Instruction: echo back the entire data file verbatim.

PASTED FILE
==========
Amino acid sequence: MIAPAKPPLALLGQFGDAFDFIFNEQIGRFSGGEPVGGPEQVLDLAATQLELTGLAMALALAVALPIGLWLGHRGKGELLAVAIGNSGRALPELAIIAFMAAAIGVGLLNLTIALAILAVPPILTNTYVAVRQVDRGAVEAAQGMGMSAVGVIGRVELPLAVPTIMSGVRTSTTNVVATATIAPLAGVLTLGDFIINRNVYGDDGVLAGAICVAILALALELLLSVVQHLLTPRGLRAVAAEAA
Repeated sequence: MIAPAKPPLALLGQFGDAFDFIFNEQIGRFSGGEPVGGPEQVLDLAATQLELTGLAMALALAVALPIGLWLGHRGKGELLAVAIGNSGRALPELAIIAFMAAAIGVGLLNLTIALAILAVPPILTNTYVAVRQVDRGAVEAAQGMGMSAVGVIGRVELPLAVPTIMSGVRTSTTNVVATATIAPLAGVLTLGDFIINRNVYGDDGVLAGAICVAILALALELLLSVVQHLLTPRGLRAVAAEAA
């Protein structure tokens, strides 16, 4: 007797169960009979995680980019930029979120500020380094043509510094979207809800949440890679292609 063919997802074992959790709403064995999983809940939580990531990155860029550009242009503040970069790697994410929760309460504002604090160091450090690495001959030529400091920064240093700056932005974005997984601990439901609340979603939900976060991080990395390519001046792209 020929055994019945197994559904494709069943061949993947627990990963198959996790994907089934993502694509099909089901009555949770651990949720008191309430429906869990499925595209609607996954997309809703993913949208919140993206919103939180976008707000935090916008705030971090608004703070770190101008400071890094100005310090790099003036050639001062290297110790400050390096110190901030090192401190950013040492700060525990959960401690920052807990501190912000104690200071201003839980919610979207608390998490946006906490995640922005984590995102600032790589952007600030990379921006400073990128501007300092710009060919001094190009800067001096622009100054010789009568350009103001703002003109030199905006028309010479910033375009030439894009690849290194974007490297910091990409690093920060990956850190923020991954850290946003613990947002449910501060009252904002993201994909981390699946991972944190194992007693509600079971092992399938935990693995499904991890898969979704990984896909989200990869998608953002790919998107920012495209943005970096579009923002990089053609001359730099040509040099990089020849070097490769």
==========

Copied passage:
Amino acid sequence: MIAPAKPPLALLGQFGDAFDFIFNEQIGRFSGGEPVGGPEQVLDLAATQLELTGLAMALALAVALPIGLWLGHRGKGELLAVAIGNSGRALPELAIIAFMAAAIGVGLLNLTIALAILAVPPILTNTYVAVRQVDRGAVEAAQGMGMSAVGVIGRVELPLAVPTIMSGVRTSTTNVVATATIAPLAGVLTLGDFIINRNVYGDDGVLAGAICVAILALALELLLSVVQHLLTPRGLRAVAAEAA
Repeated sequence: MIAPAKPPLALLGQFGDAFDFIFNEQIGRFSGGEPVGGPEQVLDLAATQLELTGLAMALALAVALPIGLWLGHRGKGELLAVAIGNSGRALPELAIIAFMAAAIGVGLLNLTIALAILAVPPILTNTYVAVRQVDRGAVEAAQGMGMSAVGVIGRVELPLAVPTIMSGVRTSTTNVVATATIAPLAGVLTLGDFIINRNVYGDDGVLAGAICVAILALALELLLSVVQHLLTPRGLRAVAAEAA
């Protein structure tokens, strides 16, 4: 007797169960009979995680980019930029979120500020380094043509510094979207809800949440890679292609 063919997802074992959790709403064995999983809940939580990531990155860029550009242009503040970069790697994410929760309460504002604090160091450090690495001959030529400091920064240093700056932005974005997984601990439901609340979603939900976060991080990395390519001046792209 020929055994019945197994559904494709069943061949993947627990990963198959996790994907089934993502694509099909089901009555949770651990949720008191309430429906869990499925595209609607996954997309809703993913949208919140993206919103939180976008707000935090916008705030971090608004703070770190101008400071890094100005310090790099003036050639001062290297110790400050390096110190901030090192401190950013040492700060525990959960401690920052807990501190912000104690200071201003839980919610979207608390998490946006906490995640922005984590995102600032790589952007600030990379921006400073990128501007300092710009060919001094190009800067001096622009100054010789009568350009103001703002003109030199905006028309010479910033375009030439894009690849290194974007490297910091990409690093920060990956850190923020991954850290946003613990947002449910501060009252904002993201994909981390699946991972944190194992007693509600079971092992399938935990693995499904991890898969979704990984896909989200990869998608953002790919998107920012495209943005970096579009923002990089053609001359730099040509040099990089020849070097490769």